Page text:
Singapore Government Press Release

Media Division, Ministry of Information and The Arts

36th Storey, PSA Building, 460 Alexandra Road, Singapore 119963. Tel: 3757794/5





Theme : Improving diabetic self care


Today, we observe World Diabetes Day. That this event is being observed throughout the world is a reflection of the status of diabetes mellitus as a major public health problem in most countries today. The diabetic population in the world today is estimated to be around 150 million. It is predicted that as the global population ages, diabetes will reach epidemic proportions – with the global number of diabetics expected to exceed 250 million by the year 2030. Much of this increase will take place in developing countries.


Diabetes is also on the rise in Singapore. It is a major public health problem, especially among older adults. It is estimated that almost 1 in 3 adults above the above the age of 65 has diabetes. We can expect the number of diabetics to rise steadily as the number of elderly increases in future. The overall prevalence of diabetes in the adult population had risen from 2% in 1975 to about 5% in 1984, and to almost 9% in 1992. Last year, it was the sixth leading cause of death in Singapore, resulting in 320 deaths. In the same year, diabetics utilised 230,000 hospitalisation days, and 750 amputations were carried out on diabetic patients. It is also the leading cause of blindness and kidney failure in Singapore.


The risk factors for diabetes are largely lifestyle-related. They include lack of physical activity, unhealthy diets and obesity. However, there is also a genetic predisposition to the disease. The Government’s Healthy Lifestyle Programme, aimed at reducing physical inactivity, unhealthy diet, obesity and smoking would, in the long term, help to lower the prevalence of diabetes and its complications in our population.


But more can be done to control diabetes in Singapore. Unlike some other diseases, diabetes is a condition where patients themselves play a very important role in the success of managing the disease. The 1992 National Health Survey showed poor control of the disease in about 40% of diabetics in Singapore. Hence, this is an area that we should focus on. Education on diabetic self-care is therefore of utmost importance. As diabetes is a chronic disease and the person can remain relatively well for years before the complications and damage to vital organs take place, the diabetic patient might not see the need to look after his condition. By the time the complications set in, it is too late to undo the damage to the many various organs.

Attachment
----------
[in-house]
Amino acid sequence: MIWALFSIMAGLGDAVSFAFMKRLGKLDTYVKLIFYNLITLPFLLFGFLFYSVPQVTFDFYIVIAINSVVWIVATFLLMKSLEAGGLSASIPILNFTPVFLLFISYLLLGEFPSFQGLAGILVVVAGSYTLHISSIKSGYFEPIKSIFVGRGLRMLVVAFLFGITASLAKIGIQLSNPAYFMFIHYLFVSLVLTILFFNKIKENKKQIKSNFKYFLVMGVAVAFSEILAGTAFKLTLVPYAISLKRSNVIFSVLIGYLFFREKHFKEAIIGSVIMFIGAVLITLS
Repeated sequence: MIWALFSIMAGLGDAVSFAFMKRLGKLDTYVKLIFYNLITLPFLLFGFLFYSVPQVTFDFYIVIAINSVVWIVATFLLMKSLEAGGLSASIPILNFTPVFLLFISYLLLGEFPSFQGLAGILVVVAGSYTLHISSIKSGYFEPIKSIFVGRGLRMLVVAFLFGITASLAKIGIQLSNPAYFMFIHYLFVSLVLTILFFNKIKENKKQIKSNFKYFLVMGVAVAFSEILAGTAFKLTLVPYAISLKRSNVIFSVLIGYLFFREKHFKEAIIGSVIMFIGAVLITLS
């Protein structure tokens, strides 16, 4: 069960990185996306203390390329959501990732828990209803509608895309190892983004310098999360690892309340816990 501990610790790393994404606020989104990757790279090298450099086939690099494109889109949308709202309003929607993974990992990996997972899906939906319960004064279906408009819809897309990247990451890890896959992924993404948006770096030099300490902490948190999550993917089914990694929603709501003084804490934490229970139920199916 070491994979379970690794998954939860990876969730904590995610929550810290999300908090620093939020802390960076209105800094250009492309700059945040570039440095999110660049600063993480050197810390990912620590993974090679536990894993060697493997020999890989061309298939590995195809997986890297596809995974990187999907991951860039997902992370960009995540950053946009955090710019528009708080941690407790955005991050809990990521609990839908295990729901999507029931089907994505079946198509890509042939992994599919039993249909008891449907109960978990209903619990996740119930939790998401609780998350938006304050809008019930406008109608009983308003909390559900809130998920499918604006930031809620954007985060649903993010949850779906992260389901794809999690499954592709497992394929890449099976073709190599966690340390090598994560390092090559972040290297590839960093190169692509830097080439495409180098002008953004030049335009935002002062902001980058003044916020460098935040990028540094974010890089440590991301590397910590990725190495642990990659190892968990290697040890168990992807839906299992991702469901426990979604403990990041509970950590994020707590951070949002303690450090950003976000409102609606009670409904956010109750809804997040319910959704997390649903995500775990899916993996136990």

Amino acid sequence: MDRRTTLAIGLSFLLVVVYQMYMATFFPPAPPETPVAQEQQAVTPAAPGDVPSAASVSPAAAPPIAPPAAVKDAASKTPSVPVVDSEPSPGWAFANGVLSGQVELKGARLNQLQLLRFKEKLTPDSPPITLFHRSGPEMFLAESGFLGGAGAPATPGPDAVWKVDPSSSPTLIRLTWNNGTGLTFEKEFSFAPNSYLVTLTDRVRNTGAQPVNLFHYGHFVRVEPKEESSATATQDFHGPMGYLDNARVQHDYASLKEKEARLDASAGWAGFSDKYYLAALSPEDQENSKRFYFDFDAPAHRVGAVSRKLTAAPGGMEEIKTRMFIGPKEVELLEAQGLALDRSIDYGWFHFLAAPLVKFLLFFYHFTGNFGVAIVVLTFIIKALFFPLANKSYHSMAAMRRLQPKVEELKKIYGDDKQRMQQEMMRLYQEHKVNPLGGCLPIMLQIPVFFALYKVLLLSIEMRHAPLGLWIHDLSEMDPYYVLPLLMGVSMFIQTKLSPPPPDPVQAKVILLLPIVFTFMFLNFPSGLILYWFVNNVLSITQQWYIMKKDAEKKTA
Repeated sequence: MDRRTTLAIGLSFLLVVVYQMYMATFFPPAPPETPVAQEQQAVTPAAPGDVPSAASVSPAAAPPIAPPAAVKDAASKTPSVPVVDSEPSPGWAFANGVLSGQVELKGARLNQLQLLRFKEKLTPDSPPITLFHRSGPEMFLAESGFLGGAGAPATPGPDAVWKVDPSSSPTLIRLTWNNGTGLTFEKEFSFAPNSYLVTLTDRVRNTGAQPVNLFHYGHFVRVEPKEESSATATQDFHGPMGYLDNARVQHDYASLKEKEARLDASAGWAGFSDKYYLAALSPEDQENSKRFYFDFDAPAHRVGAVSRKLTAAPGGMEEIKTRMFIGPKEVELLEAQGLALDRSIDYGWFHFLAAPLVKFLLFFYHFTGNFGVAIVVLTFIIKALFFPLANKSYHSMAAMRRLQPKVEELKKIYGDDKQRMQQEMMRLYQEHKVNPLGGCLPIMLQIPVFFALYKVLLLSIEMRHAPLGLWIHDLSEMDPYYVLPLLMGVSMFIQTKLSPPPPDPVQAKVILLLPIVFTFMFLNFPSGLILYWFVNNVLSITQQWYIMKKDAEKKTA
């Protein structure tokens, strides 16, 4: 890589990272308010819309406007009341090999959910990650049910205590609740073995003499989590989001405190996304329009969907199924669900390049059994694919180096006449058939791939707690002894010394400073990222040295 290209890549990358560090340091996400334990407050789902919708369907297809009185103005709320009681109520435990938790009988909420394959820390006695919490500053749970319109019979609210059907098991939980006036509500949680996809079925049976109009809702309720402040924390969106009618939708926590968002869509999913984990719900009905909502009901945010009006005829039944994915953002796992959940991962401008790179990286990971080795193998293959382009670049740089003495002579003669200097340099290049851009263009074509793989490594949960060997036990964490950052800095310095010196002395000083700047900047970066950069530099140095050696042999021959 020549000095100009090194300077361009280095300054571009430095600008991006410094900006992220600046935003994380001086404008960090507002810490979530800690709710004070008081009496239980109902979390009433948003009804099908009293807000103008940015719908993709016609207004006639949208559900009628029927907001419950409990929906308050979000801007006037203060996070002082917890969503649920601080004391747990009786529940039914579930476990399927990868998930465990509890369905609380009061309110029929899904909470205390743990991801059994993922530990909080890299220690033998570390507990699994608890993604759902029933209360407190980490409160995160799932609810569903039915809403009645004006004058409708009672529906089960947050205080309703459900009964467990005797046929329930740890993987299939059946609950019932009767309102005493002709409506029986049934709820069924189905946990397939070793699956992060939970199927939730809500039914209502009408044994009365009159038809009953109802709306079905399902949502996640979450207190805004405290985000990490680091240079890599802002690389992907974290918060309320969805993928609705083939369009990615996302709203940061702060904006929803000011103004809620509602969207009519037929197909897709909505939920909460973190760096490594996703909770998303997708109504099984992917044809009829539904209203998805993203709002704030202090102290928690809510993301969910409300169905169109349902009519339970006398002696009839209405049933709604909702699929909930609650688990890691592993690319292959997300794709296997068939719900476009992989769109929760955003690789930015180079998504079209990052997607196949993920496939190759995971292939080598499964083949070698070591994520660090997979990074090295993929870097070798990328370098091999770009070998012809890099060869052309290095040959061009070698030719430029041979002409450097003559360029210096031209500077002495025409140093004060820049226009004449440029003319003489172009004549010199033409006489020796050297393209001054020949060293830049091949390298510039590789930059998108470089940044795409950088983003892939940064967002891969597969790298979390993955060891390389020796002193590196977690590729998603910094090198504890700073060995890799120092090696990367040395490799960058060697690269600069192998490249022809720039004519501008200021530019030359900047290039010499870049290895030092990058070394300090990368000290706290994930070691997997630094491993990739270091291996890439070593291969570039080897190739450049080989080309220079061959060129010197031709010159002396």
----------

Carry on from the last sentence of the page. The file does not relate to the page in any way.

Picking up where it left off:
This underlines the importance of educating diabetic patients and increasing their, knowledge and understanding of the disease they are suffering from. Diabetic patients should be made aware that they play a critical role in the outcome of their disease – that the risk of complications of the disease and premature deaths can be reduced, to a large extent, through good blood glucose control.


My Ministry has several programmes in place to improve the management of diabetes -- for example, training programmes for primary care doctors and nurses, and diabetic foot-care services in hospitals and polyclinics.


As a further step, I am glad to announce that my Ministry is collaborating with the newly formed Community Development Councils and the Diabetic Society of Singapore to set up community-based diabetes education centres for patients. The first such centre will be set up next year. These centres will provide up-to-date information and instructions on self-care skills to diabetic patients and their family members.


The new centres will also provide blood tests at a low fee and specially trained nurses will be available to screen diabetic patients for complications. Patients will be able to purchase syringes and testing strips for monitoring diabetes at bulk purchase prices, thereby reducing their medical costs.


This service will complement and supplement the care provided by GPs to their diabetic patients. Although health education is very important, most GPs are unable to devote much time to this because of their heavy patient load. I would therefore encourage GPs to refer their diabetic patients and family members to these diabetes education centres.


Living with diabetes is a life-long process. Patients will find it easier to cope with their condition if they have the understanding and support of family members, relatives, friends and the community.


One important source of support is voluntary organisations. The Diabetic Society has, for many years, been playing the role of community diabetic educator. In recent years, the TOUCH Diabetes Community Support Association and other voluntary and grass roots organisations have also joined in to provide education and support to patients. My Ministry will continue to work with these voluntary organisations to improve the management of diabetes.


As we enter the 21st century, governments and health care providers in many countries, including Singapore, will have to face the challenges posed by diabetes. Having good treatment centres is important, but that alone will not be sufficient. Diabetic patients themselves play a vital role. They must adopt healthy lifestyles and actively look after themselves to keep their disease under control. It is through these multi-pronged approach that we can reduce the ravages of the disease and improve the quality of life for all diabetics.


With that, it is now my pleasure to declare the World Diabetes Day Celebration open.